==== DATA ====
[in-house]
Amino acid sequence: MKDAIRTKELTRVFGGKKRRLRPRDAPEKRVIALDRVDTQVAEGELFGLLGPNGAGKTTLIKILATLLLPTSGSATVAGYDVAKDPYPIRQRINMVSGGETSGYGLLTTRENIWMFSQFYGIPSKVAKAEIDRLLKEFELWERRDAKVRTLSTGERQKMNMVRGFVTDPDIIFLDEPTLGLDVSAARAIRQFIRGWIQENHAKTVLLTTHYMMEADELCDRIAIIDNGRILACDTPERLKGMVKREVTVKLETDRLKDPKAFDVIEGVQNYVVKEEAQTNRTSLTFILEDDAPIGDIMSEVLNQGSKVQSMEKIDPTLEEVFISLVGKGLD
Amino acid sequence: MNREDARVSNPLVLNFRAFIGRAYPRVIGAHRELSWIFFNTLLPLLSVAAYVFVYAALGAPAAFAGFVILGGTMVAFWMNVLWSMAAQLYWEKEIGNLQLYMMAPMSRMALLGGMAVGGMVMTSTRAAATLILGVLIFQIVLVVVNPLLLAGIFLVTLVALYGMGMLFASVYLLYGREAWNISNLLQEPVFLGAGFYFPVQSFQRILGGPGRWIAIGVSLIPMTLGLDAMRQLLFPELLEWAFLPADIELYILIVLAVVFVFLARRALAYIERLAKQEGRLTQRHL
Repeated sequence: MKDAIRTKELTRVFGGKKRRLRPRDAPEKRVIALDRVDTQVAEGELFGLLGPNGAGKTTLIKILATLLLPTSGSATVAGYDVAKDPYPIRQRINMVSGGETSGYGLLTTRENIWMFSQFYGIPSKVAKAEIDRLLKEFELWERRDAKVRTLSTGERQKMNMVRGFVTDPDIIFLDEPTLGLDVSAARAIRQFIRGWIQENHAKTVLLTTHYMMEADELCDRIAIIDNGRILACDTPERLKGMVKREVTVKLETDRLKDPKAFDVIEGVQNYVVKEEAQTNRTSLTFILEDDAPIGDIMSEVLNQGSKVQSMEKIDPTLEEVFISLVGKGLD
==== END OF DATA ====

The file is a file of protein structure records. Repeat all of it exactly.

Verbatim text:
[in-house]
Amino acid sequence: MKDAIRTKELTRVFGGKKRRLRPRDAPEKRVIALDRVDTQVAEGELFGLLGPNGAGKTTLIKILATLLLPTSGSATVAGYDVAKDPYPIRQRINMVSGGETSGYGLLTTRENIWMFSQFYGIPSKVAKAEIDRLLKEFELWERRDAKVRTLSTGERQKMNMVRGFVTDPDIIFLDEPTLGLDVSAARAIRQFIRGWIQENHAKTVLLTTHYMMEADELCDRIAIIDNGRILACDTPERLKGMVKREVTVKLETDRLKDPKAFDVIEGVQNYVVKEEAQTNRTSLTFILEDDAPIGDIMSEVLNQGSKVQSMEKIDPTLEEVFISLVGKGLD
Amino acid sequence: MNREDARVSNPLVLNFRAFIGRAYPRVIGAHRELSWIFFNTLLPLLSVAAYVFVYAALGAPAAFAGFVILGGTMVAFWMNVLWSMAAQLYWEKEIGNLQLYMMAPMSRMALLGGMAVGGMVMTSTRAAATLILGVLIFQIVLVVVNPLLLAGIFLVTLVALYGMGMLFASVYLLYGREAWNISNLLQEPVFLGAGFYFPVQSFQRILGGPGRWIAIGVSLIPMTLGLDAMRQLLFPELLEWAFLPADIELYILIVLAVVFVFLARRALAYIERLAKQEGRLTQRHL
Repeated sequence: MKDAIRTKELTRVFGGKKRRLRPRDAPEKRVIALDRVDTQVAEGELFGLLGPNGAGKTTLIKILATLLLPTSGSATVAGYDVAKDPYPIRQRINMVSGGETSGYGLLTTRENIWMFSQFYGIPSKVAKAEIDRLLKEFELWERRDAKVRTLSTGERQKMNMVRGFVTDPDIIFLDEPTLGLDVSAARAIRQFIRGWIQENHAKTVLLTTHYMMEADELCDRIAIIDNGRILACDTPERLKGMVKREVTVKLETDRLKDPKAFDVIEGVQNYVVKEEAQTNRTSLTFILEDDAPIGDIMSEVLNQGSKVQSMEKIDPTLEEVFISLVGKGLD